Microbial cells as catalysts for stereoselective red–ox reactions
Enzyme catalyzed reactions are commonly used at laboratory or industrial scale. Contrarily, the whole cell catalyzed reactions are restricted to special cases. The tremendous advances in the last years in Molecular Biology and more specifically in Metabolic Engineering and Directed Enzyme Evolution have opened the door to create tailor-made microorganisms or “designer bugs” for industrial purposes. Whole cell catalysts can be much more readily and inexpensively prepared than purified enzymes and the enzymes – inside the cells – are protected from the external environment and stabilized by the intracellular medium. Three situations have traditionally been considered convenient to select the use of whole cell catalyzed processes against the free enzyme catalyzed process: i) when the enzyme is intracellular; ii) when the enzyme needs a cofactor to carry out the catalytic act and iii) in the development of multienzymatic processes. Red–ox reactions represent the molecular basis for energy generation in the cell. These reactions are catalyzed by intracellular enzymes and are cofactor dependent as red–ox reactions need electron carriers as helpers in reduction reactions (gain of electrons) or oxidation (loss of electrons).In this review we present an overview of the state of the art of red–ox biotransformations catalyzed by whole cells — wild-type or genetically engineered microorganisms. Stereoselective reductions, hydroxylations of arenes and unfunctionalized alkanes, alkene monooxygenation, and Baeyer–Villiger reactions are among the processes described along the text, focusing in their chemo-, regio- and stereoselectivity.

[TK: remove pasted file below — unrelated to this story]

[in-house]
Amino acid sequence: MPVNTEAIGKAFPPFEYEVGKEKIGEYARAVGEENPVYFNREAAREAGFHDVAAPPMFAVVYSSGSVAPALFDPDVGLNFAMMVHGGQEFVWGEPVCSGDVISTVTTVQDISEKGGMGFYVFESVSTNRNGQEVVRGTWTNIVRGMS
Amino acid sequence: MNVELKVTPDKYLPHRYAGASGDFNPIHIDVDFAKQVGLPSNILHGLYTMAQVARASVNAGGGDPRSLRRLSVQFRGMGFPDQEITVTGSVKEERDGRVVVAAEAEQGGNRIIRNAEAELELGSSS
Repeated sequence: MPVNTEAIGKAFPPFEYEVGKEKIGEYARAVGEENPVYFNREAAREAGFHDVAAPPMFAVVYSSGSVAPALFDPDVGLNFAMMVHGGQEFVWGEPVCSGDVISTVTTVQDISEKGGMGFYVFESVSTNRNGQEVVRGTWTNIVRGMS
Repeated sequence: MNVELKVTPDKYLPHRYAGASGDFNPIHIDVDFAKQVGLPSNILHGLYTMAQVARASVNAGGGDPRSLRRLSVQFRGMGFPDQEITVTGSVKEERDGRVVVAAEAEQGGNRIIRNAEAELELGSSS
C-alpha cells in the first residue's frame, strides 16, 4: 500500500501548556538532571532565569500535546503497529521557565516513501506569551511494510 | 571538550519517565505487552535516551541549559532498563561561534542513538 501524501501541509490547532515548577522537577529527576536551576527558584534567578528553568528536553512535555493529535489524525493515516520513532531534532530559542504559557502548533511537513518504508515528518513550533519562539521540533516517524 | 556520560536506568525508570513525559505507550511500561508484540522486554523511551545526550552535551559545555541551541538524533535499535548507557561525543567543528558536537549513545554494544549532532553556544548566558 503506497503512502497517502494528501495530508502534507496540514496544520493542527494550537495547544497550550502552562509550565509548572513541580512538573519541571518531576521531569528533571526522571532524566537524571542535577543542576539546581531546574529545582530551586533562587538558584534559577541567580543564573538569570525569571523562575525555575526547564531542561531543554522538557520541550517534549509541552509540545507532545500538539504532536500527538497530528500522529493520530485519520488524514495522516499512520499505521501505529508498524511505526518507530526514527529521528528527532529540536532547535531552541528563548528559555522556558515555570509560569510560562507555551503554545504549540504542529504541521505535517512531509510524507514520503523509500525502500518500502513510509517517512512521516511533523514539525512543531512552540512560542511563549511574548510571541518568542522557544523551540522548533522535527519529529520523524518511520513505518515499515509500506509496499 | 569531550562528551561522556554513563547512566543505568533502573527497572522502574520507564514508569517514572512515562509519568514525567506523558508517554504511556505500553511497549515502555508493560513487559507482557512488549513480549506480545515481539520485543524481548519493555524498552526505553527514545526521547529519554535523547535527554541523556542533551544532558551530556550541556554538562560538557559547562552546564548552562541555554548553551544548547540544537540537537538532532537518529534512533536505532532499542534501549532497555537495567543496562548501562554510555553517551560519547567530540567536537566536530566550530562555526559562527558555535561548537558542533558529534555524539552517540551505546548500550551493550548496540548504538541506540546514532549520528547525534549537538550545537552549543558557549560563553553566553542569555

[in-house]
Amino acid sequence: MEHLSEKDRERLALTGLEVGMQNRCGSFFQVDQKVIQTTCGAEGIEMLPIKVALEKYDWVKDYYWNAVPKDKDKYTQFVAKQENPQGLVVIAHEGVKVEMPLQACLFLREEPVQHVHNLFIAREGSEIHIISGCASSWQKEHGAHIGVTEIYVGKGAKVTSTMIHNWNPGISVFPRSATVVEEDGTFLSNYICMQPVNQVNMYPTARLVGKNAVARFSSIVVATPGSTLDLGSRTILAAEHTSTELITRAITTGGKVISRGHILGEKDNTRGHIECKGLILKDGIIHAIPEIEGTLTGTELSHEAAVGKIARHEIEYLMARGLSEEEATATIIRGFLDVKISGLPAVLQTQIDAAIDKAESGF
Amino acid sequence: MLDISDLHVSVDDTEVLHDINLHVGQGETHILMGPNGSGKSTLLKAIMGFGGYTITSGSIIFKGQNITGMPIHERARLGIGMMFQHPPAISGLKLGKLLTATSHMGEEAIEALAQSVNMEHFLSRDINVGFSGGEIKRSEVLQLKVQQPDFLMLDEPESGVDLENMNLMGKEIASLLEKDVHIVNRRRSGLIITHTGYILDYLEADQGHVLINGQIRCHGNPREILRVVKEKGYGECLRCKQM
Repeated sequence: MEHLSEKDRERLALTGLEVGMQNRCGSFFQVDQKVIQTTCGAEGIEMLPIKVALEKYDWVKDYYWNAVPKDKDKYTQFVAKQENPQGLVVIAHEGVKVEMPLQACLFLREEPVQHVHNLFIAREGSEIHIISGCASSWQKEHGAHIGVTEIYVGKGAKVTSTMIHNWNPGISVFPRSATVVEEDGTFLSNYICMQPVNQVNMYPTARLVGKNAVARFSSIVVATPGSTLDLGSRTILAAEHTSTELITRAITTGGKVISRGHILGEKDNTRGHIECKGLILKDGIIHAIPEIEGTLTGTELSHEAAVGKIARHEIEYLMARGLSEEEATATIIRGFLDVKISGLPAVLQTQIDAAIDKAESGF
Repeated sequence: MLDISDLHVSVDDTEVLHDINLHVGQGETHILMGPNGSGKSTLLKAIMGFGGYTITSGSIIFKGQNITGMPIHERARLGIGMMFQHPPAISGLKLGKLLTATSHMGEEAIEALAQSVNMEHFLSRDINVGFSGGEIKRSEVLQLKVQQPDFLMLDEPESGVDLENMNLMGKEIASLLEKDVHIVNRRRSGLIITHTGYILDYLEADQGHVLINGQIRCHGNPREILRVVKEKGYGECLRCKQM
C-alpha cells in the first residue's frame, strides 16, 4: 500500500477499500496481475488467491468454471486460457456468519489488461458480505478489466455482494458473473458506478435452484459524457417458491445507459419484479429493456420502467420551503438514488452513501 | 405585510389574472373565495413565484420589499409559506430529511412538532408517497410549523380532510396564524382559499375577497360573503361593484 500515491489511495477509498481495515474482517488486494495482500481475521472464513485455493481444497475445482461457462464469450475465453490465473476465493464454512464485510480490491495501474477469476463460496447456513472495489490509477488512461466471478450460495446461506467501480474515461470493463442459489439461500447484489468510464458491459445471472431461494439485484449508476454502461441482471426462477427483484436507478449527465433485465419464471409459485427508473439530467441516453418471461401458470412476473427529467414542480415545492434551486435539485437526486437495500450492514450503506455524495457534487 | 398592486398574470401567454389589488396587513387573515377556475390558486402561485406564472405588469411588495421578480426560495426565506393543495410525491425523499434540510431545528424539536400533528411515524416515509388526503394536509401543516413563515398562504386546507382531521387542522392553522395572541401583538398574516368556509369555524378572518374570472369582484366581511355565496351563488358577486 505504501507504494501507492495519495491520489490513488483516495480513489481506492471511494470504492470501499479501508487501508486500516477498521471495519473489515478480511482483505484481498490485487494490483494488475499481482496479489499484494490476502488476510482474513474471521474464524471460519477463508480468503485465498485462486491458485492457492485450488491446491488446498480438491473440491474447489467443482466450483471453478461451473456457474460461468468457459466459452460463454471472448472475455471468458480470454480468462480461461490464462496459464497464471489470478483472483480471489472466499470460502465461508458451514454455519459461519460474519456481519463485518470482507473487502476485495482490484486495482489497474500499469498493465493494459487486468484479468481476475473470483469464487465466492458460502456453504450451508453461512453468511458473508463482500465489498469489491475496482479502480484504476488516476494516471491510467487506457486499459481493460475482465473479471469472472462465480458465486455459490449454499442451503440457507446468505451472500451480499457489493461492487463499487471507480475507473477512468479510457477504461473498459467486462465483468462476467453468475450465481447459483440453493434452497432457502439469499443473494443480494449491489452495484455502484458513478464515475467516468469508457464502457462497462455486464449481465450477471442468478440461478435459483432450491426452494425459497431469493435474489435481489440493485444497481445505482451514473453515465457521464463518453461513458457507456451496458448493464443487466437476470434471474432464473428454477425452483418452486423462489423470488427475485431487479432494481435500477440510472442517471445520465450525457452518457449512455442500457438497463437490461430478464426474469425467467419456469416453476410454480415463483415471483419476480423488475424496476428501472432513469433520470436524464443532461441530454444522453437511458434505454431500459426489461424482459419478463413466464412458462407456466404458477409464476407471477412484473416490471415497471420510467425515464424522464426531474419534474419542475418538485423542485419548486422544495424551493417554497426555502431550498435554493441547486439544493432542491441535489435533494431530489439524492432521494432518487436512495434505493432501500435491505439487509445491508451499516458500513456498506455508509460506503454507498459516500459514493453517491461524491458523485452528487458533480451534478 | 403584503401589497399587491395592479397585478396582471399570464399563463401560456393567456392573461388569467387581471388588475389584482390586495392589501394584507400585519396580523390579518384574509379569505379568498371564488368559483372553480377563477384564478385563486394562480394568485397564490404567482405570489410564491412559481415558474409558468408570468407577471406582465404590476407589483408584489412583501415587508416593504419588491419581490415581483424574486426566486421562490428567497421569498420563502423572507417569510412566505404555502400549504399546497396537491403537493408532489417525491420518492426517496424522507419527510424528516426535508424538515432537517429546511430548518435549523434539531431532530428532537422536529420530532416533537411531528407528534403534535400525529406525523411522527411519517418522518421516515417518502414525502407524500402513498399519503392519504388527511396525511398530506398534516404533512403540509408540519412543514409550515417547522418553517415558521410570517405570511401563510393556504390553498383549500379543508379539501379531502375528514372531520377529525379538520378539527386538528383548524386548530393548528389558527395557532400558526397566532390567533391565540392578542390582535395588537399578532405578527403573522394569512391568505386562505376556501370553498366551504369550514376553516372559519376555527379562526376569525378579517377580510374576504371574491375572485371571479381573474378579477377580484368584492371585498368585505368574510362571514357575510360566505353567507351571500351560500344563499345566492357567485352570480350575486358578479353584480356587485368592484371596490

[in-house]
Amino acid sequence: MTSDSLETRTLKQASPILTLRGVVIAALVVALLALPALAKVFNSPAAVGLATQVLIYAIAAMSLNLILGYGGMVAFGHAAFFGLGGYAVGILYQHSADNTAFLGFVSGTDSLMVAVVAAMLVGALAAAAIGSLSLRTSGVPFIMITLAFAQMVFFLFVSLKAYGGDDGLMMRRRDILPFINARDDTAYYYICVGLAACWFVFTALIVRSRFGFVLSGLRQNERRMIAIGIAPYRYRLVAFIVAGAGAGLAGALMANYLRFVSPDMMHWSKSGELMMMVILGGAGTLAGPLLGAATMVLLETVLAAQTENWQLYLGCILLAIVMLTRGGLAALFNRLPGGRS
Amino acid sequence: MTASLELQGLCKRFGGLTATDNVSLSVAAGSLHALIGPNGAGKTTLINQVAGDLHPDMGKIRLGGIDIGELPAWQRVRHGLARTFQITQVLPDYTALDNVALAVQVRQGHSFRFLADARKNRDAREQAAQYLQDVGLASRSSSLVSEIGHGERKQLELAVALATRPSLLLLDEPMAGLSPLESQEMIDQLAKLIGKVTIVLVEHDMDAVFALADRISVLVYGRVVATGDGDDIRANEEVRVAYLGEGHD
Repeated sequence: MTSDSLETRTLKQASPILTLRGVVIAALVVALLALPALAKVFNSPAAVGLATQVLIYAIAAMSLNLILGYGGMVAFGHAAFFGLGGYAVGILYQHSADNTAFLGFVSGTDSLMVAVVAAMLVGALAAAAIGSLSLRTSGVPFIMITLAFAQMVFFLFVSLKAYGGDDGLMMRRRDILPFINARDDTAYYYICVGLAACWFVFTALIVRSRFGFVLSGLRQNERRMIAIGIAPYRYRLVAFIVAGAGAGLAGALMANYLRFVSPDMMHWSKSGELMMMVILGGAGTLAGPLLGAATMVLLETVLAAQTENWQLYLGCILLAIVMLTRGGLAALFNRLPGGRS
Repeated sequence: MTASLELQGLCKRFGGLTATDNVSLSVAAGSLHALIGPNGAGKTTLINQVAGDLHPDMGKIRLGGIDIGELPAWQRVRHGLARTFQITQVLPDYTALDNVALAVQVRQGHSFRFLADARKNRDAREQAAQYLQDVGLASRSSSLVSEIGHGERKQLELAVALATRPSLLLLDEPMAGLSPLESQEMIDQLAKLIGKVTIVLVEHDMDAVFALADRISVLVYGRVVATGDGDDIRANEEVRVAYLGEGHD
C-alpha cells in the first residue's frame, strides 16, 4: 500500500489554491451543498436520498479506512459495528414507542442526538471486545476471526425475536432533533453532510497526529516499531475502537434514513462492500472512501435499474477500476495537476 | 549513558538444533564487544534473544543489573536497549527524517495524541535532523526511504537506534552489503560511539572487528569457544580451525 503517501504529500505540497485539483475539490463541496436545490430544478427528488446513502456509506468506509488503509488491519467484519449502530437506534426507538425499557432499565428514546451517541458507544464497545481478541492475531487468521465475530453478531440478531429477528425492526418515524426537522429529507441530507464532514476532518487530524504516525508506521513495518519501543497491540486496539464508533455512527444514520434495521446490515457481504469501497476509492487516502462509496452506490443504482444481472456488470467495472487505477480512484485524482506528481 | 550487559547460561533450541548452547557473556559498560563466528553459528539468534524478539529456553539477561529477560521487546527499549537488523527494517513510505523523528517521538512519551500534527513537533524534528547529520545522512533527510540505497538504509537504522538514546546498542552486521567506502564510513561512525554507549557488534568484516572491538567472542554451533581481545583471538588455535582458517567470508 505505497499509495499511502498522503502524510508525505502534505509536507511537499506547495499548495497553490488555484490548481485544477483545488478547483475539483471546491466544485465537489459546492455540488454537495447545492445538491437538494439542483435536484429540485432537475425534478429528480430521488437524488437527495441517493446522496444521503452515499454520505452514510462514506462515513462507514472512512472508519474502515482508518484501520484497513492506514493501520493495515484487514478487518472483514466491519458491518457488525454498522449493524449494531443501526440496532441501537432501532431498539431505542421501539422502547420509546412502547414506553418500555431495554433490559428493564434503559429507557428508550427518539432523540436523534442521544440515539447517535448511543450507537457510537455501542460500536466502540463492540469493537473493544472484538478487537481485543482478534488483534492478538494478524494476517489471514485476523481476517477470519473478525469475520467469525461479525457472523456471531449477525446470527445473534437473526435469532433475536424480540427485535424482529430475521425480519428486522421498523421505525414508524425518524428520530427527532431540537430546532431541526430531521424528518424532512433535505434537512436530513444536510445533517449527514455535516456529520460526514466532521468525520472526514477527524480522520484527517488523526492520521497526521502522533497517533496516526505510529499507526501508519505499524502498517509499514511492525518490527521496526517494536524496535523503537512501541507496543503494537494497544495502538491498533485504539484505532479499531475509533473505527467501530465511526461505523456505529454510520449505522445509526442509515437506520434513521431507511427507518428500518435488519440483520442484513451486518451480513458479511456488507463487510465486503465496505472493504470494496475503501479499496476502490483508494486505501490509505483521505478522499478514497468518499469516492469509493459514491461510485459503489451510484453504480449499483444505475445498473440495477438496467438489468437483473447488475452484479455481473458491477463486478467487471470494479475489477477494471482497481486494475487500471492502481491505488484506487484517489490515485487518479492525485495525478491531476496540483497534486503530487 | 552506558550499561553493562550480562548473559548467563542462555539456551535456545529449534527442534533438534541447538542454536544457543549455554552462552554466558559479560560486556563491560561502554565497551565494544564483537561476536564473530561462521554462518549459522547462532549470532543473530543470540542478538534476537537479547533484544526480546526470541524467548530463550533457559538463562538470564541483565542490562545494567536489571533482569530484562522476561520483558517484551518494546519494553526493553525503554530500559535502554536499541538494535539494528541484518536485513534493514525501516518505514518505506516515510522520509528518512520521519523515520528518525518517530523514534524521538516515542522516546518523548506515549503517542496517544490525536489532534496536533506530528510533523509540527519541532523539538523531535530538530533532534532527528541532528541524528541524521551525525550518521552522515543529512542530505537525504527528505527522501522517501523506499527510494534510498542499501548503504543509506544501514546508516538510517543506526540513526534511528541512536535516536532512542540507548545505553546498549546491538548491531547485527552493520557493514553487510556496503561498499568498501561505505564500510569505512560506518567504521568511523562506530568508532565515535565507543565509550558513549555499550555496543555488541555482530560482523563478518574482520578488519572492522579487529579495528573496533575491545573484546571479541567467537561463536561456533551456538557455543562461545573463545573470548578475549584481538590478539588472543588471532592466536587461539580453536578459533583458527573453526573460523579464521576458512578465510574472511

Journal: Biotechnology Advances - Volume 27, Issue 6, November–December 2009, Pages 686–714